The Tuesday Reading today is “Take a Walk, Sure, but Don’t Call It a Break”, an essay that appeared early in the year in the HBR blogs. Its author, Dan Pallotta, is an expert in nonprofit sector innovation and a pioneering entrepreneur. He is founder of Pallotta TeamWorks, which invented the multi-day AIDSRides and Breast Cancer 3-Days.
Pallotta takes a three-and-a-half mile walk around his neighborhood, no matter the weather, every day. When he was a kid he walked to and from school every day. He says that he and the friends he walked with never stopped talking for a minute during their walks. One of the reasons he created the Breast Cancer 3-Days, a charity walk, was to offer women with breast cancer and their supporters the luxury of having three days to converse, to daydream, and to imagine, without the aggravation of day-to-day life intruding.
He goes on to say: “But we’re wrong to think of walking only as a way to calm the mind, a source of exercise, or a leisurely luxury. When it comes to work, walking can dramatically increase productivity. In a very real sense, walking can be work, and work can be done while walking. In fact, some of the most important work you may ever do can be done walking.”
Pallotta points to a 2013 study by cognitive psychologist Lorenza Colzato which found that people who go for a walk or ride a bike four times a week are able to think more creatively than those who lead a sedentary life. Colzato has noted that Soren Kierkegaard, Henry James and Thomas Mann, among many others, would take a stroll before they sat down to write. Henry David Thoreau said it this way: “Methinks that the moment my legs begin to move, my thoughts begin to flow.”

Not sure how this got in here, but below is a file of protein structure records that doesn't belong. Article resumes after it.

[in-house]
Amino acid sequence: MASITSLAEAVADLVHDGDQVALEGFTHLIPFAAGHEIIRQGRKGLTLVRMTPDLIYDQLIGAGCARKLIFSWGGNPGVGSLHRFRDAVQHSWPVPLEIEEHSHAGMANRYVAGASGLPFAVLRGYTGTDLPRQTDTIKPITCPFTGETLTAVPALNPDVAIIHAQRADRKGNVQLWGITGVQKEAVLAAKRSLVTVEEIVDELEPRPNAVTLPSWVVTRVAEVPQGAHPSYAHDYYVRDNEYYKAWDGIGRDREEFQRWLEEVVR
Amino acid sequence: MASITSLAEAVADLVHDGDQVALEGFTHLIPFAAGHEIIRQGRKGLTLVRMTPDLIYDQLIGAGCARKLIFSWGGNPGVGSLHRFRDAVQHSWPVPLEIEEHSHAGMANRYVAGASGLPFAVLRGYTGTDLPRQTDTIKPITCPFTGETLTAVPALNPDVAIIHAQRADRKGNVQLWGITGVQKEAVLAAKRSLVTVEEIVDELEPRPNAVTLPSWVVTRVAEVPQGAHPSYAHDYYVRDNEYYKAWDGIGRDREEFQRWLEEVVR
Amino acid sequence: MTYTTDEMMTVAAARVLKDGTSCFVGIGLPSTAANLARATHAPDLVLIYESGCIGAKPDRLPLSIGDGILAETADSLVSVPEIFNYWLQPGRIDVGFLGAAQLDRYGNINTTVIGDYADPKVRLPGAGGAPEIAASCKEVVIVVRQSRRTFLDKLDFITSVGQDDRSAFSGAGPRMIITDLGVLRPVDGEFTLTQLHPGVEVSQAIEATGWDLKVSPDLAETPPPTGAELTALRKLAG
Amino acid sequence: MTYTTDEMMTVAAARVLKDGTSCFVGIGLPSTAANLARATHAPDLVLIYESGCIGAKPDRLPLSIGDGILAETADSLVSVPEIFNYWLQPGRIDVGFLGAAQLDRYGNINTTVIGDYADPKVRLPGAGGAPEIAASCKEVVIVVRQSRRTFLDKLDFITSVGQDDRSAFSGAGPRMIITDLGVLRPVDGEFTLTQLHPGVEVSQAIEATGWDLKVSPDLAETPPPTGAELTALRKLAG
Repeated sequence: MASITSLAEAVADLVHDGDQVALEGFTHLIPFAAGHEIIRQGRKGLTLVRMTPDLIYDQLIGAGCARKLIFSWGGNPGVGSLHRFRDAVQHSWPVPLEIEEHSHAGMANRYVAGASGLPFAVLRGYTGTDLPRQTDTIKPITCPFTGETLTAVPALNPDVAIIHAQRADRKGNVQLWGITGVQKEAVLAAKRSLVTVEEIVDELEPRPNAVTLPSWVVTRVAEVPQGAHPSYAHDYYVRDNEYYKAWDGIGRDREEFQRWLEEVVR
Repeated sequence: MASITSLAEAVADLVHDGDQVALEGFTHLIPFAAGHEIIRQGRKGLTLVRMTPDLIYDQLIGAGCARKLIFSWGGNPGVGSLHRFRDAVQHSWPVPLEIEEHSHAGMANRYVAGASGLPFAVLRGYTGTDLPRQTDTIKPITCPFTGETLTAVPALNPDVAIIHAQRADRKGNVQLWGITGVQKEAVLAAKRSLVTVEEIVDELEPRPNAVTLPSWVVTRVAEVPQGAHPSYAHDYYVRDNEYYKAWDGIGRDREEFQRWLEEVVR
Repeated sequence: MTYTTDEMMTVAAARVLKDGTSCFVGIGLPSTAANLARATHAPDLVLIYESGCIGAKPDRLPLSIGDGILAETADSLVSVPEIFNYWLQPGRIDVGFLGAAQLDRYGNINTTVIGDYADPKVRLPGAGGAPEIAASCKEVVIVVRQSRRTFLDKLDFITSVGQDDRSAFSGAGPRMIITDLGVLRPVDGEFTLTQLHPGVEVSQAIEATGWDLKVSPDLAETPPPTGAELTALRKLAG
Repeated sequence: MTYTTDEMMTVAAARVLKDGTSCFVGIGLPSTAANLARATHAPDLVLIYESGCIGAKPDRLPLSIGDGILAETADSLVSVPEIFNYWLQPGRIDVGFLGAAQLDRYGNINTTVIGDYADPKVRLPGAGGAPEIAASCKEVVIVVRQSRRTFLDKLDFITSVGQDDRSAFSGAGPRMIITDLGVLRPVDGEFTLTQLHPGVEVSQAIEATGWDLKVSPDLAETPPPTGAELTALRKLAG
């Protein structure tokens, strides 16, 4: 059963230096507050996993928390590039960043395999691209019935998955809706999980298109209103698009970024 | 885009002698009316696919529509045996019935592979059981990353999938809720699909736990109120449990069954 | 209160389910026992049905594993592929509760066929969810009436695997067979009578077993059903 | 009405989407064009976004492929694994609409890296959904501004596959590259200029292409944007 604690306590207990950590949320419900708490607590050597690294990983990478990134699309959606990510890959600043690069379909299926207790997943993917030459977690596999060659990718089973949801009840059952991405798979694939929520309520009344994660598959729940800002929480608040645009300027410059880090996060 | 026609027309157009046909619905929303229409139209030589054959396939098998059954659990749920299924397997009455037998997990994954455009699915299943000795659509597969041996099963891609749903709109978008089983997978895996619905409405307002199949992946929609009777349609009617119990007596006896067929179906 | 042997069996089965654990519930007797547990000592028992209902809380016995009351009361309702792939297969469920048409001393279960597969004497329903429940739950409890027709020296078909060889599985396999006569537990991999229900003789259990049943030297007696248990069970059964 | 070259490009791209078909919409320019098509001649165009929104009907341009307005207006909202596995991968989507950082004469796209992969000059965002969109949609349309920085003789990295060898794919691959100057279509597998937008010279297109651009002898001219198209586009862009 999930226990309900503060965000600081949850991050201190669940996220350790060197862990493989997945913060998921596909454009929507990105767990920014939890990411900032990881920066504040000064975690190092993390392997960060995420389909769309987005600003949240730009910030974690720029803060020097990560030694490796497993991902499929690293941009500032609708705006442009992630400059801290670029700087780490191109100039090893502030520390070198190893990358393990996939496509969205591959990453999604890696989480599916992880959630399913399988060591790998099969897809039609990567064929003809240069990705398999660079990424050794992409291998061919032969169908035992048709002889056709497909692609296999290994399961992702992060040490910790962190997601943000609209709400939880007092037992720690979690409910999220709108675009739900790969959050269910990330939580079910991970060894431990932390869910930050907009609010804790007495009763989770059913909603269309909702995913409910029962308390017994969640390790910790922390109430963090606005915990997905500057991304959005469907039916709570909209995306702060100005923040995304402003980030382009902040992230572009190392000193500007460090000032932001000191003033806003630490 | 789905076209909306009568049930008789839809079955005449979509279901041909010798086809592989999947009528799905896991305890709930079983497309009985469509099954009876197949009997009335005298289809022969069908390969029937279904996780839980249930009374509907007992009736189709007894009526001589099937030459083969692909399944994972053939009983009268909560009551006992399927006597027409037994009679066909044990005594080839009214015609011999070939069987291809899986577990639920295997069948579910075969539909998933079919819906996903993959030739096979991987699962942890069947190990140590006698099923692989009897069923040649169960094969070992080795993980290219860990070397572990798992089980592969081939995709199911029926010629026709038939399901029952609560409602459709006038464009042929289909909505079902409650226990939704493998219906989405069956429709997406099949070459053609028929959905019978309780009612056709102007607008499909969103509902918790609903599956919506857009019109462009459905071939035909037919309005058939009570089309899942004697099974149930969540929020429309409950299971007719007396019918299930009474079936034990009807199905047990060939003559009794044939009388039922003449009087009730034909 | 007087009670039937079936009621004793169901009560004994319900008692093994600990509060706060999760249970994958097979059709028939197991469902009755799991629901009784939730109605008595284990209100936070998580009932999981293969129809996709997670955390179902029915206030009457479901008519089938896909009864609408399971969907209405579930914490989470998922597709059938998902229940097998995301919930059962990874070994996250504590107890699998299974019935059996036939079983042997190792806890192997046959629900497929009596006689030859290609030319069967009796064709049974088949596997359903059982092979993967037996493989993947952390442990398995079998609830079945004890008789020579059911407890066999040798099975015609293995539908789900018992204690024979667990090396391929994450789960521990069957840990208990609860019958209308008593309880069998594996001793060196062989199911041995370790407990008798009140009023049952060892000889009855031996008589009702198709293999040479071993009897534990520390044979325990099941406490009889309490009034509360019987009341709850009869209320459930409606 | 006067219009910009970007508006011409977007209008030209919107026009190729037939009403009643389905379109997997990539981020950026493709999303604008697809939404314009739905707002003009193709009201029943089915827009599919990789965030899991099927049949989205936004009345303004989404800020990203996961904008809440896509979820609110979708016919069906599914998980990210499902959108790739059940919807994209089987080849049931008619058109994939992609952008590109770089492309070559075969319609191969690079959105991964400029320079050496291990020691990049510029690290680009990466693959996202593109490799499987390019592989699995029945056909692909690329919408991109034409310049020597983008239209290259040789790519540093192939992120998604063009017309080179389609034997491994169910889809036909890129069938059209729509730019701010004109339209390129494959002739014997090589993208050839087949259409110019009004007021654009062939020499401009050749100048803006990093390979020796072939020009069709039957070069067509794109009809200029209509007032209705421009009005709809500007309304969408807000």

I personally find that walking enables me to take a complicated jumble of thoughts and bring order to them and to organize my next steps. I’ve had very productive coaching conversations while walking. Pallotta talks about organizing and rehearsing the closing presentation at the 2013 TED Converence in his January and February morning walks. He notes that “Walking affords no distractions [like we experience at our desks]. It’s just you and the work.” Pallotta also notes that it is it’s great for professional heart-to-heart talks. Walter Isaacson, Steve Jobs’ biographer, noted that walking was Steve Job’s preferred way of having a serious conversation. And, I remember such a conversation with Steve about computer windowing systems walking across the MIT campus when he was in Boston to announce the NeXT computer.
Walking is not necessarily a break. It can be the venue for very serious work. Movement makes the conversation less stiff, more authentic, more responsible. So, when you really need to get something done, get away from your computer, your usual workspace, and go for a long walk. It’s not a luxury, it is work.
Perhaps today is a very good day to do that. . . jim